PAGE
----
Near Fredericksburg in Spotsylvania County, Virginia — The American South (Mid-Atlantic)
Slaughter Pen Farm
Taylor's attack had little chance of success. "They were on a hill in the woods," observed one Union soldier, "and we were on a level plain below without any shelter." Still, Taylor's four regiments advanced over the prone skirmish line and made a go of it. One of the regiments, which had never seen combat, unleashed a volley that apparently frightened the shooters into retreat. Taylor helped to step the tide of retreat, but the rest of the brigade fared little better. As Taylor's men topped a rise in front of you, North Carolinians poured lead into them, and Gibbon's attack came to a standstill. Gibbon needed to commit more troops, and soon.
"When the Yankees came within range of our rifles, we opened fire with appalling effect, as ample evidence showed after the bloody battle was over."
- Pvt. George W. Cochran, 37th North Carolina Infantry, CSA
"We received orders from General Taylor to advance and engage the enemy, which was done, to within about 150 yards of the enemy's position; during which advance it was exposed to a most galling fire of small-arms."
Erected 2009 by Civil War Preservation Trust and Virginia Civil War Trails.
Marker series. This marker is included in the Virginia Civil War Trails marker series.
Location. 38° 15.846′ N, 77° 26.84′ W. Marker is near Fredericksburg, Virginia, in Spotsylvania County. Marker can be reached from Tidewater Trail (U.S. 17), on the right when traveling south. Touch for map. Located on the Civil War Preservation Trust's Slaughter Pen Farm trail. Please obtain permission before entering the property. Call CWPT at (800) 298-7878. Marker is in this post office area: Fredericksburg VA 22408, United States of America.
Other nearby markers. At least 8 other markers are within walking distance of this marker. A different marker also named Slaughter Pen Farm (about 700 feet away, measured in a direct line); a different marker also named Slaughter Pen Farm (about 700 feet away); a different marker also named Slaughter Pen Farm (approx. 0.2 miles away); a different marker also named Slaughter Pen Farm (approx. ¼ mile away); a different marker also named Slaughter Pen Farm (approx. ¼ mile away); a different marker Slaughter Pen Farm (approx. ¼ mile away); a different marker also named Slaughter Pen Farm (approx. 0.3 miles away); Battle of Fredericksburg (approx. 0.3 miles away). Touch for a list and map of all markers in Fredericksburg.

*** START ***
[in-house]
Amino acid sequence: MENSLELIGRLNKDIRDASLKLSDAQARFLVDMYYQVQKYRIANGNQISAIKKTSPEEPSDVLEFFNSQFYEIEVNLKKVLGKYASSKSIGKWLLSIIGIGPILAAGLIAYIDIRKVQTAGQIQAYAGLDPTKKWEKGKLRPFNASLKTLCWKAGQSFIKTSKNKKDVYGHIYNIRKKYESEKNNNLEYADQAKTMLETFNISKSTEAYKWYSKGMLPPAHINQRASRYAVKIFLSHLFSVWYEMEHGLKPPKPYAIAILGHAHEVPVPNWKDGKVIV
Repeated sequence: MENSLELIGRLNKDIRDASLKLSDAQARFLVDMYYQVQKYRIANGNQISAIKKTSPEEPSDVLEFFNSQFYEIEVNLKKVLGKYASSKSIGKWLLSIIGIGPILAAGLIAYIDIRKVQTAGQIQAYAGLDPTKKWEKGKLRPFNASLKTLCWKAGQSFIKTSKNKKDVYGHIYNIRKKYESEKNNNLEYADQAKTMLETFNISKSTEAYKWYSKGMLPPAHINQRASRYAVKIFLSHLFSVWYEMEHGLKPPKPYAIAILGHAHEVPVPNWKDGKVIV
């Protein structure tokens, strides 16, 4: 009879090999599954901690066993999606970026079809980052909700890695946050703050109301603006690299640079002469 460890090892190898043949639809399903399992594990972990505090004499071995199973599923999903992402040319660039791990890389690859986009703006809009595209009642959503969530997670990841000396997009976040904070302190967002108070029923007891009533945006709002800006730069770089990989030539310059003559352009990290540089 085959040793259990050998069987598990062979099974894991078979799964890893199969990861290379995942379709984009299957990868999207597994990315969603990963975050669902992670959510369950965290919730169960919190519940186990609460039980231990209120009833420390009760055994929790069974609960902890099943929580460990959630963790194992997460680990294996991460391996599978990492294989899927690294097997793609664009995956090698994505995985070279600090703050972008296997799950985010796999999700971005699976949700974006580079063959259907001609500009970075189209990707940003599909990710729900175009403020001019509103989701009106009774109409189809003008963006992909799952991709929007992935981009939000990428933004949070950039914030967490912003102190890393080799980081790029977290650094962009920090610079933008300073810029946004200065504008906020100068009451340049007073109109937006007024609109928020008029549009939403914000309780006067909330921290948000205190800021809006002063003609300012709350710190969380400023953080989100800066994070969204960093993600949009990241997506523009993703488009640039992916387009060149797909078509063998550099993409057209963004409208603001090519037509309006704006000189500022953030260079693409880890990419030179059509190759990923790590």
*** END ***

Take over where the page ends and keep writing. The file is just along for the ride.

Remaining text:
More about this marker. In the upper center the marker displays a portrait of Gen. John Gibbon. Fredericksburg was Gen. John Gibbon's first battle as a division commander and one in which he fought against three of his brothers in Gen. James H. Lane's North Carolina Brigade. Gibbon advanced on horseback with his troops and was wounded in the wrist during the fighting. Of Gibbon one soldier wrote, "I admired the handsomely dressed and mounted figure of our division commander, and his soldierly bearing."
On the upper right is a portrait of Pvt. George Maynard, 13th Massachusetts Infantry, who retreated to the Bowling Green Road but realized that his comrade, Charles Armstrong, was missing. Under fire, Maynard returned to the firing line, found his wounded friend, and carried him back to Union lines. Maynard became one of five men at the Slaughter Pen to receive the Medal of Honor for valor that day.
On the lower
Also see . . . The Slaughter Pen Farm. Civil War Preservation Trust virtual tour of the Slaughter Pen Farm. (Submitted on July 27, 2009, by Craig Swain of Leesburg, Virginia.)
Categories. • War, US Civil •
Credits. This page was last revised on June 16, 2016. This page originally submitted on July 27, 2009, by Craig Swain of Leesburg, Virginia. This page has been viewed 1,321 times since then and 67 times this year. Photos: 1. submitted on July 27, 2009, by Craig Swain of Leesburg, Virginia. 2. submitted on July 26, 2009, by Craig Swain of Leesburg, Virginia. 3, 4, 5, 6. submitted on July 27, 2009, by Craig Swain of Leesburg, Virginia.